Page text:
2. What is the funding situation? This is one of those things you need to ask up front, and means more than YOUR funding situation. If you are not independently wealthy, and are seeking financial assistance to complete graduation school, you need to gather critical information.  Are you going to have to teach every semester? If you love teaching and want to inspire young minds, this might be good, but keep in mind, every hour prepping for class, teaching class, and having student office hours is time not doing your primary research. So teaching at lot will likely affect how long it will take you to get your PhD. Are you going to get paid during the summer? Are there opportunities for you to get funded (grants in progress), or does your advisor already have money (multi-year research grant)? Not only are these important for your PhD (having to take a second job really cuts into your PhD time) but also for your future (being in debt forever really sucks).
  3. Are the current and former students of the advisor happy/satisfied/graduated? This one is key. If you want to know what an advisor is like, ask his students. Don’t limit yourself to just the students currently in the lab (especially if they are new), but ask the older students. And the recently graduated. Honestly, towards the end of my PhD, my friend Bobbi and I stopped being invited to the recruitment events… because the department wasn’t wild about the new students seeing how much we were suffering. But these are the people you want to talk to. They will give you the honest opinion on the things the advisor is bad at. And here’s an important point: EVERY ADVISOR IS BAD AT SOMETHING. You need to figure out if their “bad something” is a thing you don’t care about, or things that you actually like/require in an advisor.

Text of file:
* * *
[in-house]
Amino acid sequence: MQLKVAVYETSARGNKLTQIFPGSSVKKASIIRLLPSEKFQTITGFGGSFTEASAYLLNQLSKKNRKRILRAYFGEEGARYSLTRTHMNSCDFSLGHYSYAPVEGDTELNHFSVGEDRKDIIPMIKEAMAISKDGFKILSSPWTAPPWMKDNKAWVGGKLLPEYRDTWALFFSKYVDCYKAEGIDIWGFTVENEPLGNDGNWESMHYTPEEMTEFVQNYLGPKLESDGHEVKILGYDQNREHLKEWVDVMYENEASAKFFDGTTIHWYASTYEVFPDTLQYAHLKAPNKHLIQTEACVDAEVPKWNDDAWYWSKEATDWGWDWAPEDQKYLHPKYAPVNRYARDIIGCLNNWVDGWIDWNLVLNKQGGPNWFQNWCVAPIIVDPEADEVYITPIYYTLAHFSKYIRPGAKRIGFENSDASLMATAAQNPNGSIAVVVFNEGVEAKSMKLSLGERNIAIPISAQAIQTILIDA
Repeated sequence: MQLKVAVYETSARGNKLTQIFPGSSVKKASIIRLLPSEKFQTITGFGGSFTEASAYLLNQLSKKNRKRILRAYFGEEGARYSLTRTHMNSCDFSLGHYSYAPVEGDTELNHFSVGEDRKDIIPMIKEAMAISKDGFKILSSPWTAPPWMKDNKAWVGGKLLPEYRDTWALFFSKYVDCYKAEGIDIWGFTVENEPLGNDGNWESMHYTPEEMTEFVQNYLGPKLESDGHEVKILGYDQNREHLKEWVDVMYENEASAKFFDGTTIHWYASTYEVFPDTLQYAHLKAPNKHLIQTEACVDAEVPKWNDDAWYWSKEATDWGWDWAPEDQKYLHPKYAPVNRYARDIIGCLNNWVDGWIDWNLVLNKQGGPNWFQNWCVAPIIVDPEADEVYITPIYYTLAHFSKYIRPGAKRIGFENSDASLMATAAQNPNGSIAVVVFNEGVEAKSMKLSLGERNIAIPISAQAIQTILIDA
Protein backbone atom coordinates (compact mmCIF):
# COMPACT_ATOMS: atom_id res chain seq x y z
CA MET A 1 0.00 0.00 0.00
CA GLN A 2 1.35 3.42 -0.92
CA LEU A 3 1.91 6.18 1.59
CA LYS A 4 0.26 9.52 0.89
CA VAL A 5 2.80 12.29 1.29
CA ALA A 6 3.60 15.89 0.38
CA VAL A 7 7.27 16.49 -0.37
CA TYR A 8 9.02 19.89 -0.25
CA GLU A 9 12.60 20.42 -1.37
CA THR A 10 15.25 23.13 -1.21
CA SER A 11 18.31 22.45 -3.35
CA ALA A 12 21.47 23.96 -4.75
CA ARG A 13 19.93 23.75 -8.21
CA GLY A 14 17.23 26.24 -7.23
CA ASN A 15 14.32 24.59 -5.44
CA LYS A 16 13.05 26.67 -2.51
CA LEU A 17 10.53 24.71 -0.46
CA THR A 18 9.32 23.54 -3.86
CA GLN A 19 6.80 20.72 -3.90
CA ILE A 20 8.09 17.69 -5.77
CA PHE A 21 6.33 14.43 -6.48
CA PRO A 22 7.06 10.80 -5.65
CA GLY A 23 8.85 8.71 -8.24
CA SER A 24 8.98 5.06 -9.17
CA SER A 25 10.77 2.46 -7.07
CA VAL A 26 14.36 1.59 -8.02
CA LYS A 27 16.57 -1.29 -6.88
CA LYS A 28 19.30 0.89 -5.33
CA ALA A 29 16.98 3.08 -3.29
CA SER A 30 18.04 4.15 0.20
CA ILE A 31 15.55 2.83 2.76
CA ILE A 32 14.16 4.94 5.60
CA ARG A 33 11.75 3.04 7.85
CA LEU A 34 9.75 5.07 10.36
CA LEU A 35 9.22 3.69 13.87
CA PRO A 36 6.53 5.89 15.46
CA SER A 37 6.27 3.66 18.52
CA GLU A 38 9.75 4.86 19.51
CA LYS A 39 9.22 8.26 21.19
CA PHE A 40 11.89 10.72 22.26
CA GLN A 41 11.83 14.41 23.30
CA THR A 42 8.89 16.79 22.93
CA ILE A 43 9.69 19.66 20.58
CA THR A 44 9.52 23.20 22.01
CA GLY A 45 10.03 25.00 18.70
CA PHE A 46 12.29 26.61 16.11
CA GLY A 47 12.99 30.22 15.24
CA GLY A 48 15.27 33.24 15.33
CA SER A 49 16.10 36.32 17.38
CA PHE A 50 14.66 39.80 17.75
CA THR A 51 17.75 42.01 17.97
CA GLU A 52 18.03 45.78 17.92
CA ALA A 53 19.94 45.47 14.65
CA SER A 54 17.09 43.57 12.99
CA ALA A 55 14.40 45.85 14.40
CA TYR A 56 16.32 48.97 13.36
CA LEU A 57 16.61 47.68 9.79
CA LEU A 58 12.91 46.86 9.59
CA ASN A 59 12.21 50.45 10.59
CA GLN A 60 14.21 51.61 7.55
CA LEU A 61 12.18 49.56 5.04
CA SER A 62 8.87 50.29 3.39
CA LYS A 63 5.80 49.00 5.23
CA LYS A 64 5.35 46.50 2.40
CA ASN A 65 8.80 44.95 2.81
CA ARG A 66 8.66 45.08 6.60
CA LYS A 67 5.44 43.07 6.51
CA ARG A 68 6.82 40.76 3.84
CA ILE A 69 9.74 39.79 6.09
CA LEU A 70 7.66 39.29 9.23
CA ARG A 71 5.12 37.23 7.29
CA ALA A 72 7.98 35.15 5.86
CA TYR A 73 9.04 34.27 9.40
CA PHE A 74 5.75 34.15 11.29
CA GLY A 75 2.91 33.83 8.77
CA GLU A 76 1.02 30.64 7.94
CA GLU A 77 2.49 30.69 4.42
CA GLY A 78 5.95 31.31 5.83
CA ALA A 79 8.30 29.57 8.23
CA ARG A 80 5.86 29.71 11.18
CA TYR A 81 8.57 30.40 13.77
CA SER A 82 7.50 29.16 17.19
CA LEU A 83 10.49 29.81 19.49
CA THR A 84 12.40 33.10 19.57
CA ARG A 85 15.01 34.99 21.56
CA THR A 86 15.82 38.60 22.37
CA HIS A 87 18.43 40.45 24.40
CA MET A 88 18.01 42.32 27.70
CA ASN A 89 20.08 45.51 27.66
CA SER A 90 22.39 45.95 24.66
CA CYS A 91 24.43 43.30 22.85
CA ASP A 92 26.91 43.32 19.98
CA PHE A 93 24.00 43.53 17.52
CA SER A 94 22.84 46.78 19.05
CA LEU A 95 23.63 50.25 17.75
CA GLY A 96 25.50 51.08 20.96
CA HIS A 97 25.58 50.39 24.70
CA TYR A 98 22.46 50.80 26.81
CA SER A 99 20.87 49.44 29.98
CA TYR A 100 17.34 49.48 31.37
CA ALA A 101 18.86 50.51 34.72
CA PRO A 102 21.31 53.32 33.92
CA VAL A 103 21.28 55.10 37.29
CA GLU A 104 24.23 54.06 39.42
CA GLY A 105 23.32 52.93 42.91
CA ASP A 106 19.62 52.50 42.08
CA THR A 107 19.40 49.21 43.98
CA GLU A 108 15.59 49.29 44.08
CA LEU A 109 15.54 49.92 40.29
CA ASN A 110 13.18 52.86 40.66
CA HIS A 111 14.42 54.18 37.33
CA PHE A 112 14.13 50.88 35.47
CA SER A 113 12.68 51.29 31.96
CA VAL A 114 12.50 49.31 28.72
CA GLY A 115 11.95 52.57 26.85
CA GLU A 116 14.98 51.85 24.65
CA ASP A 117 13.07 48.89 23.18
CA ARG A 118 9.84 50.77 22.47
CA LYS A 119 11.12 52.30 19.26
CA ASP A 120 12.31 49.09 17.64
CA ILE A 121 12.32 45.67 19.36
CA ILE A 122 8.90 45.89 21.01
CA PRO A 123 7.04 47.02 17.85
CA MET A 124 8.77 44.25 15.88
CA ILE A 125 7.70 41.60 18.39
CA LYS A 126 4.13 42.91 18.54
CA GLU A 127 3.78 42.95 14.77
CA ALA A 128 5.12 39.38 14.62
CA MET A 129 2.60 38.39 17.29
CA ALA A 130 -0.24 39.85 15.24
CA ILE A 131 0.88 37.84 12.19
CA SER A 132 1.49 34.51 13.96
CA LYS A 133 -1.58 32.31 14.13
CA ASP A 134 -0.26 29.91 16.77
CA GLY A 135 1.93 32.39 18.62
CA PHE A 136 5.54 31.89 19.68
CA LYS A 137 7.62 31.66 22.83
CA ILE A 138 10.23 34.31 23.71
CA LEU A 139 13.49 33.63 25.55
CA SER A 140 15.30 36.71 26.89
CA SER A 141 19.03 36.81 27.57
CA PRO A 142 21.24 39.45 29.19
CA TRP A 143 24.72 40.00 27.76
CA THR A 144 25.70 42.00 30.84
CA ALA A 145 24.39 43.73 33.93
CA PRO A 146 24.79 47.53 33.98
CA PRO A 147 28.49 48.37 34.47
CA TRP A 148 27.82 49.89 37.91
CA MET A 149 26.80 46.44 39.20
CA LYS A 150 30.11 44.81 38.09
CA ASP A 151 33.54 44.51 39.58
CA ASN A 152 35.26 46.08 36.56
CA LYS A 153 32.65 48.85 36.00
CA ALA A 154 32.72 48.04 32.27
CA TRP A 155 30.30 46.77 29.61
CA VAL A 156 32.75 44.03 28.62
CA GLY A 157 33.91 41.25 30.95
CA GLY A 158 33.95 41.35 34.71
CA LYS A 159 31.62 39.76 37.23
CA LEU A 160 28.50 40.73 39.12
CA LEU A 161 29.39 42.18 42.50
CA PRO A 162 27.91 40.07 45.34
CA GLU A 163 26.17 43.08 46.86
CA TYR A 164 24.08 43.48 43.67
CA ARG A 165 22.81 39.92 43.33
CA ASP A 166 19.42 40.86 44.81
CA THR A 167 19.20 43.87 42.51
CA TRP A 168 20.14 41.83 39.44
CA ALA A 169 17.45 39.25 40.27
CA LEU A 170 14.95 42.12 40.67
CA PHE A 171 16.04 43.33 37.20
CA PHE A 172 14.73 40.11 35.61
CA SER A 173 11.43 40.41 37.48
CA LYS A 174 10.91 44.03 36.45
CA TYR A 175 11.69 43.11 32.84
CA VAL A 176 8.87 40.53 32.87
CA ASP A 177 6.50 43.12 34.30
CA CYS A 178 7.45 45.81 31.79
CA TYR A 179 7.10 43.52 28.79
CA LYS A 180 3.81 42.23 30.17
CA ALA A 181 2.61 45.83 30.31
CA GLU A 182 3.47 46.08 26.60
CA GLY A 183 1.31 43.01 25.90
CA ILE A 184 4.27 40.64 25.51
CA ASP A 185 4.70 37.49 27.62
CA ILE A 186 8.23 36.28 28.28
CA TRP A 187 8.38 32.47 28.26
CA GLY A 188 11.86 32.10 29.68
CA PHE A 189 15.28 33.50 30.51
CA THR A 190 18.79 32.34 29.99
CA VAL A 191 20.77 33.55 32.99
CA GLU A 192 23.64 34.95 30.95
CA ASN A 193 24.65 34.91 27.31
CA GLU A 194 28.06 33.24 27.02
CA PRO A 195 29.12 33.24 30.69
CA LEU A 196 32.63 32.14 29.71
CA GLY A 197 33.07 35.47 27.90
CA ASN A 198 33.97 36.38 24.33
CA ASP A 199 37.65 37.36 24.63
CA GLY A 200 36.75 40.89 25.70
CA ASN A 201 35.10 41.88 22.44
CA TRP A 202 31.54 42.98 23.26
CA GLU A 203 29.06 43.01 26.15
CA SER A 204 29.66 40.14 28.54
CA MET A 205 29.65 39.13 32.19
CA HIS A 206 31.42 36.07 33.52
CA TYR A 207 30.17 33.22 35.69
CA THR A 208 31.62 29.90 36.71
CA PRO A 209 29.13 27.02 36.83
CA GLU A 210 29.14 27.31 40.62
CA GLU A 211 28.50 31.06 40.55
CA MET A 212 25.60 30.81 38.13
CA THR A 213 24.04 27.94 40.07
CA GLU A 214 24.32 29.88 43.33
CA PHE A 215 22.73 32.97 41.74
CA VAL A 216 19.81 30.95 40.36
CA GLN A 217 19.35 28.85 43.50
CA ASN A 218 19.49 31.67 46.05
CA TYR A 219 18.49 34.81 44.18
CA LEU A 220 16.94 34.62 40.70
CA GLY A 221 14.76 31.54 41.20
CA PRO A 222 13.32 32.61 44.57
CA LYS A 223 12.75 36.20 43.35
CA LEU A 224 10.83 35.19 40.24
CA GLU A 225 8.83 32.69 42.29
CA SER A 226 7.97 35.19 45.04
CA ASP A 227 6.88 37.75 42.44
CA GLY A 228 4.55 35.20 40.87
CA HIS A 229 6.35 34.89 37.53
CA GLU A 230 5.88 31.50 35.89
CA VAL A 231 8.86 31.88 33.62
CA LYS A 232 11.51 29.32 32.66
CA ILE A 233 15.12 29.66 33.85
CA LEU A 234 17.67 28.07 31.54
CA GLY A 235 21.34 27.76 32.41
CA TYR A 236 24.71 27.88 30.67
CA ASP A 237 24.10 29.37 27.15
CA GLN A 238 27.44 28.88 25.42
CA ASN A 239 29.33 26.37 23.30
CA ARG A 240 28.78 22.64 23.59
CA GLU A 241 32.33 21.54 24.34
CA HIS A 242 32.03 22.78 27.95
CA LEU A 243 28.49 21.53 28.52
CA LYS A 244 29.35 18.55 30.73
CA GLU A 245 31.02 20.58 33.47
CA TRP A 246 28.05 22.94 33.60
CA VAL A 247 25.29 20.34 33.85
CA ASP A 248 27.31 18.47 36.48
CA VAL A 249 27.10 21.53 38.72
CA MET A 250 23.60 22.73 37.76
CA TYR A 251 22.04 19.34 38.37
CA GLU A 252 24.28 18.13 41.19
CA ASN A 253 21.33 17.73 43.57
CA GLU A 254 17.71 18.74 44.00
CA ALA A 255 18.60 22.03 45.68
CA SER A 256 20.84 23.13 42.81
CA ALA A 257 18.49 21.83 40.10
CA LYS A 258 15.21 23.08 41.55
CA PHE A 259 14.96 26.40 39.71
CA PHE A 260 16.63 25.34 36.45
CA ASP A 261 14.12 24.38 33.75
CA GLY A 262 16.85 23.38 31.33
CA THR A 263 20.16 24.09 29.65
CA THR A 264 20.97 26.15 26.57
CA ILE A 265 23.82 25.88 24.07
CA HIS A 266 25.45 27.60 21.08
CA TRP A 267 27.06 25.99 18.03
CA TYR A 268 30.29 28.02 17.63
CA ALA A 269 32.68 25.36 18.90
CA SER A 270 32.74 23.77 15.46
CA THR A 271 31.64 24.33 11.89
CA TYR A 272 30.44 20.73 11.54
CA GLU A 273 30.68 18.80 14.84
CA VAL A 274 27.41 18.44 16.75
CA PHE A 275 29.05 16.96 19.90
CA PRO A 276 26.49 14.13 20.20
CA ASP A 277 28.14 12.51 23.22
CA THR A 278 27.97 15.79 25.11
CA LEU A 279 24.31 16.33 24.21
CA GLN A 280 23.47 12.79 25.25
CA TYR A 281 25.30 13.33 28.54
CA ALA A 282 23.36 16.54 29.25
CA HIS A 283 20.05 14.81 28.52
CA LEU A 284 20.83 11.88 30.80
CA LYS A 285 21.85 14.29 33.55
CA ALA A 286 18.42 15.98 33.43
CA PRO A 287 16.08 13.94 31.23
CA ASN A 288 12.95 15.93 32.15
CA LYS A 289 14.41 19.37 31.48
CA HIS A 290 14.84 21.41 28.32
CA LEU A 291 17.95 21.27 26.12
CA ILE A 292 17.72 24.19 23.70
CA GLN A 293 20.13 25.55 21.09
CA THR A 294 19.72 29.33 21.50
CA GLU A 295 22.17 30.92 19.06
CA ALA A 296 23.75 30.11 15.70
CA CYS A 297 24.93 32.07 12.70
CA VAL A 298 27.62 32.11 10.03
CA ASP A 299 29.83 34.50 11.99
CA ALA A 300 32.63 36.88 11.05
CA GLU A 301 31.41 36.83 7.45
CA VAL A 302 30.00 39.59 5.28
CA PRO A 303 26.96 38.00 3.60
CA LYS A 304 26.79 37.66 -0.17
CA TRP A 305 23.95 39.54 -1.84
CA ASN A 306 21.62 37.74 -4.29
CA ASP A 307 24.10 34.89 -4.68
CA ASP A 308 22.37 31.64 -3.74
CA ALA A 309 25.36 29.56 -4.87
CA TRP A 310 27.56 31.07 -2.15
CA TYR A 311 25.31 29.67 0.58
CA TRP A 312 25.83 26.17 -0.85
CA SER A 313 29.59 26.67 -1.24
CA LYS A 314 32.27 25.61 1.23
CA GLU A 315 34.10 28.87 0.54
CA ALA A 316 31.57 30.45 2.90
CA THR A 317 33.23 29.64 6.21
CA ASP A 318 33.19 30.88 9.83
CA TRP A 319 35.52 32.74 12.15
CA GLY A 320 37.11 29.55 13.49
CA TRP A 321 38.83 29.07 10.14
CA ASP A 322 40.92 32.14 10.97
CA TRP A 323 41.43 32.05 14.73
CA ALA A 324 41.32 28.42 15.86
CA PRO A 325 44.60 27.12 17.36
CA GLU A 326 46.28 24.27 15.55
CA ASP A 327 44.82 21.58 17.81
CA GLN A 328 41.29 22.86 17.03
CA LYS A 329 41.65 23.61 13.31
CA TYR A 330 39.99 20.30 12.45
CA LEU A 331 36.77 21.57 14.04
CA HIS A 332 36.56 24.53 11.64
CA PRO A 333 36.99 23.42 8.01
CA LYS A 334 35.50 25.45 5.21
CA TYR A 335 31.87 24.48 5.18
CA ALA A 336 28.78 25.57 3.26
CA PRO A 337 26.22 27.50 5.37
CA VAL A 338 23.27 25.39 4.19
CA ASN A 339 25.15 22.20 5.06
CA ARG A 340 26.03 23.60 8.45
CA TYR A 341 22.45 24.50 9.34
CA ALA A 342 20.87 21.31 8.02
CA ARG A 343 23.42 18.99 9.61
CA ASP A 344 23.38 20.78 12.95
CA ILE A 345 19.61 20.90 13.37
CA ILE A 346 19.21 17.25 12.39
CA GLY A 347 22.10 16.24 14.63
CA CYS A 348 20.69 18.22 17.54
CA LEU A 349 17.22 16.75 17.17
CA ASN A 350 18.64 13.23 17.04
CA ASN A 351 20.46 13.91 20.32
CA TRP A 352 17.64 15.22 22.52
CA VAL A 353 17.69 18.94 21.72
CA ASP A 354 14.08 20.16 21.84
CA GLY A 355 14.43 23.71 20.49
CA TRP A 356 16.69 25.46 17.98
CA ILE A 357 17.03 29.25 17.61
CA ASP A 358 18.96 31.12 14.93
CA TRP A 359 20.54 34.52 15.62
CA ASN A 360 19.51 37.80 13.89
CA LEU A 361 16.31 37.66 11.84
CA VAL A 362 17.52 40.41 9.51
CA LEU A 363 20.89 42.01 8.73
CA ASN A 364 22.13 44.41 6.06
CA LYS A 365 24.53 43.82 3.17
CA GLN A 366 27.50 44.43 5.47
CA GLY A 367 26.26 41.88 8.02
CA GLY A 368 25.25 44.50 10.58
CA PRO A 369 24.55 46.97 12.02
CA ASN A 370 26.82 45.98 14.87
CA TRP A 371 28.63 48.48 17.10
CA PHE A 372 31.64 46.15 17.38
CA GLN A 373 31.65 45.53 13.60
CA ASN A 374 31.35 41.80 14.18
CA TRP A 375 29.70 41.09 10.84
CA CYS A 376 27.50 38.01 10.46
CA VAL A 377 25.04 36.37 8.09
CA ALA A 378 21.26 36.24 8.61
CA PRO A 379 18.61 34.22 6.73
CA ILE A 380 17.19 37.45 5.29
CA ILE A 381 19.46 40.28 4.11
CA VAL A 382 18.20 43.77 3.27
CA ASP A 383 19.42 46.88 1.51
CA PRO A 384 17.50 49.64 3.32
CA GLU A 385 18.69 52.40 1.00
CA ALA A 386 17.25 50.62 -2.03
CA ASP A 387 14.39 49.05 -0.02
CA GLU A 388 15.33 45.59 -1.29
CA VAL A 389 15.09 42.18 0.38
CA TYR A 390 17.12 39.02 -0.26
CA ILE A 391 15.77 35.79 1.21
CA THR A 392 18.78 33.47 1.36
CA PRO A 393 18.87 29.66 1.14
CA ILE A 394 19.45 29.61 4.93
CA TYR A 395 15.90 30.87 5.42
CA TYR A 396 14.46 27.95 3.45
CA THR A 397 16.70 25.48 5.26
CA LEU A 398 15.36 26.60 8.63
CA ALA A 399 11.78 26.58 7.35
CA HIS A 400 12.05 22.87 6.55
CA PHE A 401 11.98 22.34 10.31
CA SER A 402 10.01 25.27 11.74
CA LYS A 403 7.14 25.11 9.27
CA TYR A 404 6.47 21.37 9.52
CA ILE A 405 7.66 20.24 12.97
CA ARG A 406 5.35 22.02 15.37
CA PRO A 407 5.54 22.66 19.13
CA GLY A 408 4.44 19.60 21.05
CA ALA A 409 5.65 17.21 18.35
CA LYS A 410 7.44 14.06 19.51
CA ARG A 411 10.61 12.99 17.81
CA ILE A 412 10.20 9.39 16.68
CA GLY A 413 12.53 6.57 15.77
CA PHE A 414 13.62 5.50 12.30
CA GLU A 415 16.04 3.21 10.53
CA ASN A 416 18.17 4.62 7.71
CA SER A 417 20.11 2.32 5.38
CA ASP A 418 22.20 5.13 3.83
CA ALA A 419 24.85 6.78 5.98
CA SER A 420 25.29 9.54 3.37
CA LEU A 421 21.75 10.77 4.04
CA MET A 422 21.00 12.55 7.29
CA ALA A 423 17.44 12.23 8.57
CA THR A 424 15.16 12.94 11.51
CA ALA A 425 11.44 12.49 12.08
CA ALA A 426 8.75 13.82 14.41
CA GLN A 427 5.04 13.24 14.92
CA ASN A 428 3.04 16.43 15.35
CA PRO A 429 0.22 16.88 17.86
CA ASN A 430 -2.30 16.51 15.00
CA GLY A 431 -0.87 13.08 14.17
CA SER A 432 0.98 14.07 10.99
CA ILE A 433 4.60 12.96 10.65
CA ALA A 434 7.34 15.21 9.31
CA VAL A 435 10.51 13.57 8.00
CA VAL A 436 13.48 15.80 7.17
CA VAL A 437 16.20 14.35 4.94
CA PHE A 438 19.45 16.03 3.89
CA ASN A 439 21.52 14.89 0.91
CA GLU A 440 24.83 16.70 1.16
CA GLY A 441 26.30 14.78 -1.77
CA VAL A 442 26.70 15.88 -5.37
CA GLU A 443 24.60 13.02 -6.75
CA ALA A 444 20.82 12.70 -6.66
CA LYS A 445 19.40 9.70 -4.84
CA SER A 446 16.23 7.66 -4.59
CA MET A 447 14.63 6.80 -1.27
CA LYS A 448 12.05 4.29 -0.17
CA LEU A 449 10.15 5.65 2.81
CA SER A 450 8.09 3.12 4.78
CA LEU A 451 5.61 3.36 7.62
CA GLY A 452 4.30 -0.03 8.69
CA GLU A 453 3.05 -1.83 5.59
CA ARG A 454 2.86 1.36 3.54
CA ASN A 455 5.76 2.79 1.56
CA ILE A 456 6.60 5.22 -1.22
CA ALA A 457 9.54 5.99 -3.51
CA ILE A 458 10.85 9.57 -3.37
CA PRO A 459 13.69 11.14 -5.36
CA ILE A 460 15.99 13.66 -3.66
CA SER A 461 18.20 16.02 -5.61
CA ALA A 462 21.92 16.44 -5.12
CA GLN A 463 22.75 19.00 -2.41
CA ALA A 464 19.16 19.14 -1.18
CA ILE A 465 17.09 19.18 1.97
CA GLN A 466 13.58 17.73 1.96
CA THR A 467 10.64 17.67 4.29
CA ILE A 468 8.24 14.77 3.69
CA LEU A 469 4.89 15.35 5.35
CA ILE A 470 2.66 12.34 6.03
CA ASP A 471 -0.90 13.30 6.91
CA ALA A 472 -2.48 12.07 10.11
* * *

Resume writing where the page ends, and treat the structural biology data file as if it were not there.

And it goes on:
Pick someone who is right for you. There are a lot of advisor-advisee interactions that make a  graduate student successful.  An advisor that someone else had difficulty with may be ideal for you, your personality, your interests, and your work ethic.  That’s why the big lab vs. small lab, and the qualities of the advisor are so important. Picking a person who is a really good scientist, but not a good fit for you is going to end up difficult for everyone involved.